Celestite is a curious follow-up to Wolves in the Throne Room’s excellent, and excellently black, 2011 record, Celestial Lineage. This new album takes some of the atmospheric keys and programming on the outskirts of its predecessor and brings them to the forefront. There are no drums and no vocals here, just ever-expanding soundscapes. “Turning Ever Towards the Sun” eases us quietly into this world, with faint keyboards wafting in, only to be overtaken by negative space and a menacing yet subtle swirl of distortion. “Initiation at Neudeg Am” builds on a more shimmering and staccato base of keyboards that work a tidal movement through the first half of the track, building into the a white-capped crashing of fuzzed-out guitars. “Celestite Mirror”, the longest track here at 14 minutes, weaves all the album’s intricacies and eccentricities, all its complexities and power into one epic track, one that builds and builds but never quite crescendos. This is the kind of music we’d usually think of as ethereal or ambient, but in the hands of Wolves in the Throne Room, these compositions take on a bodily, physical weight. It’s a surprising turn from the band, although it maintains the dark, tangled muscle at the heart of the band’s sound. That it can do that and also shift gears so radically is what makes this album stand out. Matthew Fiander

 
July 15


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Reigning Sound

Shattered

(Merge)

Reigning Sound
Shattered

While it’s tempting to simply chalk up Reigning Sound’s sound to nostalgia, its vintage forms and instrumentation feel more timeless than an homage to yesteryear, too vibrant and vivid to just be rewinding back to rock’s golden olden days. Indeed, the comfortable, worn-in feel of Reigning Sound’s latest work Shattered is hardly the stuff of hand-me-down retro, but, rather, the result of painstaking craftsmanship and hard-won experience, as mainman Greg Cartwright squeezes every little drop of know-how that he’s learned and earned as an underground lifer. A triumph of time-tested rock values, Shattered stands out for a rich, resonant aesthetic that’s multifaceted and versatile, with Memphis-bred Cartwright showing he’s equally adept with rough-housing rompers, weepy torch songs, and classic R&B-inflected pop. There’s a cadence to the resounding single “Falling Rain” that veers towards the archetypal sounds of, say, “American Pie” or Creedence, only till Cartwright redirects the arrangement into something poppier and more orchestrated, buoyed by an organ-led melody. More poignant is the sentimental charmer “Never Coming Home”, its yearning strings giving a glimpse of what Belle and Sebastian might be like with some Americana roots. All this makes Shattered the best kind of stroll down memory lane, one that’s not so much about remembrances of things past, but about creating new memories. Arnold Pan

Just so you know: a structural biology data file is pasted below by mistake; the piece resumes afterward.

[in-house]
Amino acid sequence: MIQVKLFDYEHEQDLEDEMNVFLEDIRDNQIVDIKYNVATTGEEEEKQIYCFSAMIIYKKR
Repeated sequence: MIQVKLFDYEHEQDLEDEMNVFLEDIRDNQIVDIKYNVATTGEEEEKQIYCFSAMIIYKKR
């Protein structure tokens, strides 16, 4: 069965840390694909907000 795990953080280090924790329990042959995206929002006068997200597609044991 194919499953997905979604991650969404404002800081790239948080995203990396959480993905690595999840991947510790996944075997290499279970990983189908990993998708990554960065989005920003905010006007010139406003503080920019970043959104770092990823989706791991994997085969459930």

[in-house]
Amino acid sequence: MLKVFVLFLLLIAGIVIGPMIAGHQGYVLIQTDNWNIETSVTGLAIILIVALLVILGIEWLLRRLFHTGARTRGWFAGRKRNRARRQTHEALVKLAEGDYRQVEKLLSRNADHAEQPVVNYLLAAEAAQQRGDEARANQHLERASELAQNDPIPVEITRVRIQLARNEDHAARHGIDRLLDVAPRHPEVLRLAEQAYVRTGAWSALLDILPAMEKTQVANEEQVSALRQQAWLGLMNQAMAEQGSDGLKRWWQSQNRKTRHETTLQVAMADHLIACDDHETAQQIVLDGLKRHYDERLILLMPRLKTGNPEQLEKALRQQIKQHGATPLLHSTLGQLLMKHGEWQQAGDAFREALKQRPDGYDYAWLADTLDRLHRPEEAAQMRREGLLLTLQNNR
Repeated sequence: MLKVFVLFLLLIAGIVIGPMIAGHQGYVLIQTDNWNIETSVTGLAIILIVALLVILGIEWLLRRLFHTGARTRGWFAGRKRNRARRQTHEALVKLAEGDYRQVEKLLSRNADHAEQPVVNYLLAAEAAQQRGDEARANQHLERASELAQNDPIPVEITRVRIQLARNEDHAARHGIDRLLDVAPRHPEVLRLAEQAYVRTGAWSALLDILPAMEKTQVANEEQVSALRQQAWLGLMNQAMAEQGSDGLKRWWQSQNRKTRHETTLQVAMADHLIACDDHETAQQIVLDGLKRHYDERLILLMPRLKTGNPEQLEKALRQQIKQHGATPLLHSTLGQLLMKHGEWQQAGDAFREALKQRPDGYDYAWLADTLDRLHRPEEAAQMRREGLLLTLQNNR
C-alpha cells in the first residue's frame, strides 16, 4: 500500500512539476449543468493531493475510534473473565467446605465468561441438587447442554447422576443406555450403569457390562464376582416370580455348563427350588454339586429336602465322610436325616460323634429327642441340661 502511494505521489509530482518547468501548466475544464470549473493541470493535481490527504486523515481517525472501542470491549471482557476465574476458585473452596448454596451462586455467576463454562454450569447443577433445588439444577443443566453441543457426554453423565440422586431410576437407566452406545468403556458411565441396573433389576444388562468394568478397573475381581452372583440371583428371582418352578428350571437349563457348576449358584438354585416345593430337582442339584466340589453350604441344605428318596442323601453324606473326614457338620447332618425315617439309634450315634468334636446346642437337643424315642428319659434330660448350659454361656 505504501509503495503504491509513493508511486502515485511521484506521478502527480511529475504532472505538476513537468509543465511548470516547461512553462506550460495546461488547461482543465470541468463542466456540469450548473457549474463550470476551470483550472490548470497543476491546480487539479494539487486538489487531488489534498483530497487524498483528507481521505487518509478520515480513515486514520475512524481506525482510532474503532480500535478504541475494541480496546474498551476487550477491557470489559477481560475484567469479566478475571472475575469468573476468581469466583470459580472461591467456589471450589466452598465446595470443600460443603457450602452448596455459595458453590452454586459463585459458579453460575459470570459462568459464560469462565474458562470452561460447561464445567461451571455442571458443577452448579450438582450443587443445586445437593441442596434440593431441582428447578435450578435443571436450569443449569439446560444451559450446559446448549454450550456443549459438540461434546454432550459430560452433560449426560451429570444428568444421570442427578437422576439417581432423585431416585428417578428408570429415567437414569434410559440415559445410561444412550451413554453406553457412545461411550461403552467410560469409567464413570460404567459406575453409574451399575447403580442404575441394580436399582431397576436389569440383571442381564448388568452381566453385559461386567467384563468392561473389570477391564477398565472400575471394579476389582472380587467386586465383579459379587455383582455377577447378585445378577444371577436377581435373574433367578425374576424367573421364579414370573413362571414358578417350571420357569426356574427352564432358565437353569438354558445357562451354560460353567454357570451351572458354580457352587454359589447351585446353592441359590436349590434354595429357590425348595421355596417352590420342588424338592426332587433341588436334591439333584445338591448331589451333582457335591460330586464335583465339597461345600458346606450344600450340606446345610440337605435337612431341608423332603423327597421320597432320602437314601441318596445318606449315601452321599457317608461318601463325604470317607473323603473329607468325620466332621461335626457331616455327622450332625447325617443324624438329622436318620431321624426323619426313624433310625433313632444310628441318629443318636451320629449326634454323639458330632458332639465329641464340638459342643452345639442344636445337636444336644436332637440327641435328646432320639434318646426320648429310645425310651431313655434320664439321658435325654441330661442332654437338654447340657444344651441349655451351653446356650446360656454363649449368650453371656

July 29


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Shabazz Palaces

Lese Majesty

(Sub Pop)

Shabazz Palaces
Lese Majesty

On 2011’s Black Up, Shabazz Palaces created their own hip-hop planet. It was an album that represented all the vital elements of hip-hop culture, but also threw them all into question and twisted them into new, fascinating sounds. With the follow-up Lese Majesty, Palaceer Lazaro and Fly Guy ‘Dai have pushed even further, and now they’ve got their own hip-hop solar system. This ambitious record, which moves as much in suites as it does in individual songs, expands on the group’s sound, casting longer shadows on access roads and thicker layers of star dust on astral planes. They can skitter and wobble through a track like “They Come in Gold” or sway through a spaced-out track like “Harem Aria”. The percussion here is full of holes, spaces to let keyboards and samples get cut up and echo out into. Lazaro is our spiritual leader here—part George Clinton, part Sun Ra—and his lyrics are as intricate and incisive as ever. Shabazz Palaces is still a challenge to hip-hop, and true music in general, as much as it is a celebration of it. These songs are as filled with love and connection as they are with frustration over false constructions and false speak. But for all its ideas, both musical and cultural, Lese Majesty is overall a thrilling exploration of music. It’s a record interesting in exciting discovery and the feeling true music can evoke. The album’s 45 minutes weave together into a whole, but there’s still room for single stompers like “Ishmael” and “Motion Sickness”. Shabazz Palaces made one of the most important hip-hop records, as in ever, in Black Up. The follow-up matches it in every way by continuing its innovations. Matthew Fiander